“A History of Philosophy, II. Rational freedom. Traces of discourses on faith and knowledge” (Auch eine Geschichte der Philosophie), by Jürgen Habermas, translated from German by Frédéric Joly, Gallimard, “NRF Essais”, 784 p., €35, digital €25.
For twenty years, Jürgen Habermas has devoted his writings to exploring the “truth content” conveyed, according to him, by the relations of fusion or tension between faith and reason. Hence the exploration carried out in A history of philosophy, whose first volume was published in 2021, and here is the second. After focusing his study on the Axial Age (about 800-200 BC) – a period when the sacred, simultaneously and in several parts of the world, converged with morality (the ten commandments forming the most striking illustration) –, then having taken an interest in medieval thought, the philosopher, in this new volume, analyzes the rupture which, from Martin Luther to the “young Hegelians”, Ludwig Feuerbach, Karl Marx or the Dane Soren Kierkegaard, leads to the constitution of a “right of reason” modern.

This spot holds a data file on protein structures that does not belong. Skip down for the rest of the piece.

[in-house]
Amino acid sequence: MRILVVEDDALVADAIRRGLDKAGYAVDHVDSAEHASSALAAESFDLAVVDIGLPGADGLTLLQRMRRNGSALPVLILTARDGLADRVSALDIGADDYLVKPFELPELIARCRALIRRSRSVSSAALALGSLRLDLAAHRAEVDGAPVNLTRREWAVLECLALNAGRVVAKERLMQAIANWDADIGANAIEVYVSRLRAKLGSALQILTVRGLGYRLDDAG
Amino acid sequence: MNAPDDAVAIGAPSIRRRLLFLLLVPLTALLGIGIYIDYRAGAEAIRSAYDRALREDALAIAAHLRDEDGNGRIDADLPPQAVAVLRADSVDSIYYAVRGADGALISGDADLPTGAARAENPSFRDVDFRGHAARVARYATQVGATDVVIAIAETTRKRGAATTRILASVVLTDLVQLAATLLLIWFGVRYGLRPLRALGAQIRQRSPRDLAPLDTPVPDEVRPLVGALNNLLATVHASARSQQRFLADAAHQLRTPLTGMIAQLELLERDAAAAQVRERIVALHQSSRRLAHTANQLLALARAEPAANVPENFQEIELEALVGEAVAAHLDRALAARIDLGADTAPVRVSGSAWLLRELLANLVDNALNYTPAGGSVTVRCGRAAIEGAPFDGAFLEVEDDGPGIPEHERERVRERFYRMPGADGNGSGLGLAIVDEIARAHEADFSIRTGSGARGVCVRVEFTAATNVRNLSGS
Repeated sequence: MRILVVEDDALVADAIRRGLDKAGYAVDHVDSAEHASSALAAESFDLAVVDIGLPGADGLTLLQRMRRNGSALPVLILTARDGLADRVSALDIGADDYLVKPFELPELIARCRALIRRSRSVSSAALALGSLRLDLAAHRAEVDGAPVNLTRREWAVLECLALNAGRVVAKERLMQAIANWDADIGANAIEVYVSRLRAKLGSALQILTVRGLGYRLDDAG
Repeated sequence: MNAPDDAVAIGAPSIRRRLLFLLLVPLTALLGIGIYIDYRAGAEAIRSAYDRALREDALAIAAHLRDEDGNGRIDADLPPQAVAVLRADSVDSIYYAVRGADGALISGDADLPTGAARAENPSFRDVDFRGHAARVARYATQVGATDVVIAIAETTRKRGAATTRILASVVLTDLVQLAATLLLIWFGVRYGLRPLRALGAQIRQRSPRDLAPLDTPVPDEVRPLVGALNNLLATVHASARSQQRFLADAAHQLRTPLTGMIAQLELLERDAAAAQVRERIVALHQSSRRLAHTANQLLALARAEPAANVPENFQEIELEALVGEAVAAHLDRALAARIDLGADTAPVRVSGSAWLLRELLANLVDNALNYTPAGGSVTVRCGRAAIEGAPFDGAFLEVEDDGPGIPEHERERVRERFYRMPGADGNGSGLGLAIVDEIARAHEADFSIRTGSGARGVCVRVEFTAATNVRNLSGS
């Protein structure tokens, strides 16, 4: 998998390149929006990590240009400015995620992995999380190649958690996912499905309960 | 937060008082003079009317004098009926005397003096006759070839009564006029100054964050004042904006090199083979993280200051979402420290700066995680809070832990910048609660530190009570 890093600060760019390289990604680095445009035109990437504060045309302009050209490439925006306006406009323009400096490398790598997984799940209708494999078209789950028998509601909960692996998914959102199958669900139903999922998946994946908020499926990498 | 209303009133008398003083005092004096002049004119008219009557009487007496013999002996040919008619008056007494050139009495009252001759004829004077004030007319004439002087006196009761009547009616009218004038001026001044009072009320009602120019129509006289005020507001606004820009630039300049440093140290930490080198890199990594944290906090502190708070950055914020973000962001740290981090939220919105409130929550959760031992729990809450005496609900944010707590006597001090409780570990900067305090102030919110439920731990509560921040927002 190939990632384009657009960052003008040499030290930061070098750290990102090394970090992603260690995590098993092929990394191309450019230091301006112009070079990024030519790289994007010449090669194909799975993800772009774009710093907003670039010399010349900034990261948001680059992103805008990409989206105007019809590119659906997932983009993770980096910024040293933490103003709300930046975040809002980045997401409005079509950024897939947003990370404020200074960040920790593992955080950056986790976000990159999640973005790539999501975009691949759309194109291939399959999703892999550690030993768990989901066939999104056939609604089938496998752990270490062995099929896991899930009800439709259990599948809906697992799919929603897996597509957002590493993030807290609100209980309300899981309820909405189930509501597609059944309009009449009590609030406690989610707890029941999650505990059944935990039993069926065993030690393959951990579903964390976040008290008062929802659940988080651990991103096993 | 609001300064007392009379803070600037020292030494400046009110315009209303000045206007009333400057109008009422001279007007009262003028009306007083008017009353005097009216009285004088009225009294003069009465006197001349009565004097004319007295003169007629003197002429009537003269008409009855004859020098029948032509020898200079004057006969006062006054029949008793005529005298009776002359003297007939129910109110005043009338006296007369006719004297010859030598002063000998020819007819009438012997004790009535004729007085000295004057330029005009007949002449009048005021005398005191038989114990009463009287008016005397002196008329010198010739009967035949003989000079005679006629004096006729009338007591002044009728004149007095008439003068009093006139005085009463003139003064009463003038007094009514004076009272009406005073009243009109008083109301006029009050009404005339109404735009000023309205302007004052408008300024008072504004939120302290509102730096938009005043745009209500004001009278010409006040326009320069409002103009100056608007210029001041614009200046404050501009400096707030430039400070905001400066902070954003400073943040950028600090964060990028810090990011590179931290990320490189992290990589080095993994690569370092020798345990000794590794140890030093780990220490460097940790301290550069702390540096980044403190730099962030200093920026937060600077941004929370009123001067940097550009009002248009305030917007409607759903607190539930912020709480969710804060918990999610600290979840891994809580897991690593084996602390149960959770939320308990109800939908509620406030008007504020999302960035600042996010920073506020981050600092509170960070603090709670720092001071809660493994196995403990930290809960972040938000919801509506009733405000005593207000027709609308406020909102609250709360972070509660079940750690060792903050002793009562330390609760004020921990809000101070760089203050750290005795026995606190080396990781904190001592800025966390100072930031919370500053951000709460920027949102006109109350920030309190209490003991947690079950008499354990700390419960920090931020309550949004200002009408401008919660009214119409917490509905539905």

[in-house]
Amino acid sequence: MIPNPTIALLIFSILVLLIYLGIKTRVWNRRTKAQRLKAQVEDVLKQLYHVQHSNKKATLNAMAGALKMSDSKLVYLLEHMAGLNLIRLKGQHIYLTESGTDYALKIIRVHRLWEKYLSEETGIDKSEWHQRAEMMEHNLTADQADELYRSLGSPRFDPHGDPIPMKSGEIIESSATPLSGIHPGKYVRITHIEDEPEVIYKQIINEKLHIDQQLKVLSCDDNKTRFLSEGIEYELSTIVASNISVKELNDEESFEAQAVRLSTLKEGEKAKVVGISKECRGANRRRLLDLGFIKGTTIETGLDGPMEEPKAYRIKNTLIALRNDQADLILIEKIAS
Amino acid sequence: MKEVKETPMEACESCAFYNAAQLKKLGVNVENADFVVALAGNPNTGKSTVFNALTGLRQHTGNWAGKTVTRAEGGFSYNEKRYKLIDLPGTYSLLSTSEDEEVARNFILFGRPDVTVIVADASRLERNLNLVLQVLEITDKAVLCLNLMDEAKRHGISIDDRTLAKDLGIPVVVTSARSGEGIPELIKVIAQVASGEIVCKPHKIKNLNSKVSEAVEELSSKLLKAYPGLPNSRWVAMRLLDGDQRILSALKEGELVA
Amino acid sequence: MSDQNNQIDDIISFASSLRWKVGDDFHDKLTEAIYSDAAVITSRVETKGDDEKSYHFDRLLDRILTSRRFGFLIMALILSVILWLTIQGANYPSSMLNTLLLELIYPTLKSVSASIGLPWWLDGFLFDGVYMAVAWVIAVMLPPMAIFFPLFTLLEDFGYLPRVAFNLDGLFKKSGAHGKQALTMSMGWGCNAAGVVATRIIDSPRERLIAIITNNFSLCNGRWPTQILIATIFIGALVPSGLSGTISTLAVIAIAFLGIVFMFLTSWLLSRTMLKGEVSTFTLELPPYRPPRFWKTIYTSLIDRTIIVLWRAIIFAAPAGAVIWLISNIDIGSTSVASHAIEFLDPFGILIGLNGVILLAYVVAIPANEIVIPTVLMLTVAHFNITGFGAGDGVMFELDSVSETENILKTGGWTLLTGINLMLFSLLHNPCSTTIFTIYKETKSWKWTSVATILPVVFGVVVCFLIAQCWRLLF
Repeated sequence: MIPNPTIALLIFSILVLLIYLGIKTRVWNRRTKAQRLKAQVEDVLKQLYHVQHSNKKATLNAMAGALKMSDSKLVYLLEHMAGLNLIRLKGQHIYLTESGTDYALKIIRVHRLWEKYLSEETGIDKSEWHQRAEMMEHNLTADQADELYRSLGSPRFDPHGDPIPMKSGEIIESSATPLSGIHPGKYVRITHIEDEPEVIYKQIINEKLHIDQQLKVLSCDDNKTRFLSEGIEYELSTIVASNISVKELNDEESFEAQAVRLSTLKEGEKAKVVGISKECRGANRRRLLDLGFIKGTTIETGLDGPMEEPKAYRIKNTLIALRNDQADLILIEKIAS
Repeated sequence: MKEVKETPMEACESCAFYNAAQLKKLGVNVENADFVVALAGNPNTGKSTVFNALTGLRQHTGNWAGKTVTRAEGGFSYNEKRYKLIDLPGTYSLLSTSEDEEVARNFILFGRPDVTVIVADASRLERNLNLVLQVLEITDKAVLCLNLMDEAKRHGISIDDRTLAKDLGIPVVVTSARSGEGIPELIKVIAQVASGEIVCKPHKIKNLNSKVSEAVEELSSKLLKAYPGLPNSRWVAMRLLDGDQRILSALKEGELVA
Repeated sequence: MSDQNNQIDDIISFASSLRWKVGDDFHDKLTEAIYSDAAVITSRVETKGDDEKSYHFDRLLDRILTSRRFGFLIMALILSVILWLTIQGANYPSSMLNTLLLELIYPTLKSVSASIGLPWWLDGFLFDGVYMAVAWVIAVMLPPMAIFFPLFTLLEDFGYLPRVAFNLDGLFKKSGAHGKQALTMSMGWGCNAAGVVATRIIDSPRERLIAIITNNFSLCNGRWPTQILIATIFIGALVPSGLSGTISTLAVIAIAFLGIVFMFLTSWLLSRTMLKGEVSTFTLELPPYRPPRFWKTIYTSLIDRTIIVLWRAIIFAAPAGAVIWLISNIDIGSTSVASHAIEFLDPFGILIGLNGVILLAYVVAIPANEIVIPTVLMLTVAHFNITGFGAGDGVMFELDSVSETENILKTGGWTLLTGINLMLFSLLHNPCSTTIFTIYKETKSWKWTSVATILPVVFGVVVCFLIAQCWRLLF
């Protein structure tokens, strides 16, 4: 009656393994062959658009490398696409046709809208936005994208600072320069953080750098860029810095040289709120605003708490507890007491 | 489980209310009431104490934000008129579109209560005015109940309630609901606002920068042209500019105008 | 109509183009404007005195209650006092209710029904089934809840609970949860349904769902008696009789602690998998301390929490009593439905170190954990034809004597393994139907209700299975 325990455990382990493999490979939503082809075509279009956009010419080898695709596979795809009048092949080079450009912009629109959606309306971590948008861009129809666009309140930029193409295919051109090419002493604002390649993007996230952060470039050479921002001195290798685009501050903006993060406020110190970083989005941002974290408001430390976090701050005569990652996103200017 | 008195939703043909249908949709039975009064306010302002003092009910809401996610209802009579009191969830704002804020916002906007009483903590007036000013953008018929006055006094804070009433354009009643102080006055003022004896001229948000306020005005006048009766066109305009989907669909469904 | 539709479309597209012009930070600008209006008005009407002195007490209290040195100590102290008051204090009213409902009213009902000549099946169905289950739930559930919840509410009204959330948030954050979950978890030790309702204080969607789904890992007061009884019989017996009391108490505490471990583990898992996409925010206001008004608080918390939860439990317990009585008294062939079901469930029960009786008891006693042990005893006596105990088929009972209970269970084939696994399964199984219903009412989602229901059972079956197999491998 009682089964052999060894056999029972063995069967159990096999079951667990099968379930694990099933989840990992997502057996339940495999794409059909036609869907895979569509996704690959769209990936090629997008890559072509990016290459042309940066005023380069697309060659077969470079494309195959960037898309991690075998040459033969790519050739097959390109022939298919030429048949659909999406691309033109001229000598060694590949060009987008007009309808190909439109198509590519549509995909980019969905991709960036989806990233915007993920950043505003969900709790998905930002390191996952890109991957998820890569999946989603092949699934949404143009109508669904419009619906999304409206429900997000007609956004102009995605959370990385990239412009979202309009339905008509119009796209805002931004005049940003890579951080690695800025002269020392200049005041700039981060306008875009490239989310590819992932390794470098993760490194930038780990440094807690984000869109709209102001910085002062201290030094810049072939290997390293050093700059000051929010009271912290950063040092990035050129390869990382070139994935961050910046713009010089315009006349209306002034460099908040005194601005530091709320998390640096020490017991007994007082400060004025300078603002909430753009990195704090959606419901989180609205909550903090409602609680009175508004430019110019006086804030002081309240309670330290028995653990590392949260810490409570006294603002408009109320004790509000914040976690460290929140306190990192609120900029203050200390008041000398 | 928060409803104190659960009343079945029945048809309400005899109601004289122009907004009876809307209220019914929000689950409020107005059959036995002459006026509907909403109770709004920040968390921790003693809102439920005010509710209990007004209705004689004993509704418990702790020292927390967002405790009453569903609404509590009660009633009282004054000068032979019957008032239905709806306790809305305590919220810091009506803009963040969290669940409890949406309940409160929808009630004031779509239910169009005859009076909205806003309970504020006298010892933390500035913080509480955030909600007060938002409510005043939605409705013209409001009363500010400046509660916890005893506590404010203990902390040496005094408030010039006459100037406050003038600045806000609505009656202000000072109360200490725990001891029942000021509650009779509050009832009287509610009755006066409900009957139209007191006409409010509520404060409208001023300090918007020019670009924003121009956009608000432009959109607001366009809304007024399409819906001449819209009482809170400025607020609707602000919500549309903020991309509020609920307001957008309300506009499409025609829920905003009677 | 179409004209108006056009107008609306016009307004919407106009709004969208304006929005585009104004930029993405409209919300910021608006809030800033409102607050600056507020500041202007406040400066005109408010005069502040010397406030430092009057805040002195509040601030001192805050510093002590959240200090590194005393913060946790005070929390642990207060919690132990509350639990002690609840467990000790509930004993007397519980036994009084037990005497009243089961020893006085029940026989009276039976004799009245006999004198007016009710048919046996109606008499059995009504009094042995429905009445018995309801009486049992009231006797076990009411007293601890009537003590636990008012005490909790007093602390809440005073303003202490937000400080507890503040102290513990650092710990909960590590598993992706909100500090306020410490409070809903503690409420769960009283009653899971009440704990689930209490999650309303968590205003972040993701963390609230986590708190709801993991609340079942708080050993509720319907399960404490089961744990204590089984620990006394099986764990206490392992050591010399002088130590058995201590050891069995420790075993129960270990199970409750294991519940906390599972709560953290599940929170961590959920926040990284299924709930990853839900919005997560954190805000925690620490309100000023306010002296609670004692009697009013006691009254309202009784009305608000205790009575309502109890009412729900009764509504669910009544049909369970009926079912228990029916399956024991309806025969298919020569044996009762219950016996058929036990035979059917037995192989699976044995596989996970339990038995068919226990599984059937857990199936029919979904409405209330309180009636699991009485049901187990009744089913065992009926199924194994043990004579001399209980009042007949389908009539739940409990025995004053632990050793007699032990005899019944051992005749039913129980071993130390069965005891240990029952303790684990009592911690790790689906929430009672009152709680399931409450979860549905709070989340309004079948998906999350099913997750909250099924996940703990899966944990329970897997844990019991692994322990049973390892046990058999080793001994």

This genealogy could offend those who are worried about seeing reinstalled, even by an intellectual who claims his agnosticism, a form of continuity between theology and politics, which philosophy had been able to put at a distance. Thus, Habermas sees in the late works of scholasticism, for example in the work of the Jesuit Francisco Suarez (1548-1617), the beginnings of a democratic thought and of the equality born on the soil of the “natural law” biblical. But he does not call into question the movement of “secularization” with which modernity is identified. “What marks (there) difference (between scholastic tradition and modernity), he writesit is the change of perspective leading from the Covenant concluded by God with his people to a contract of political socialization” between free and equal subjects ” between them “ (and no longer subject to a transcendence).
The possible misunderstandings that assimilate this gigantic enterprise to a quest for traces of the theology in modern thought are perhaps due to the subtlety with which Habermas reads the shifts and reversals of meaning that ended up decoupling the elements that the axial age and medieval thought had merged: law, morality, religion. This leads in particular to reversing the conditions of the face-to-face between sacred sciences and philosophy, the second now having the initiative, as shown by the interest of German theologians of the XXe century for the thought of Martin Heidegger.
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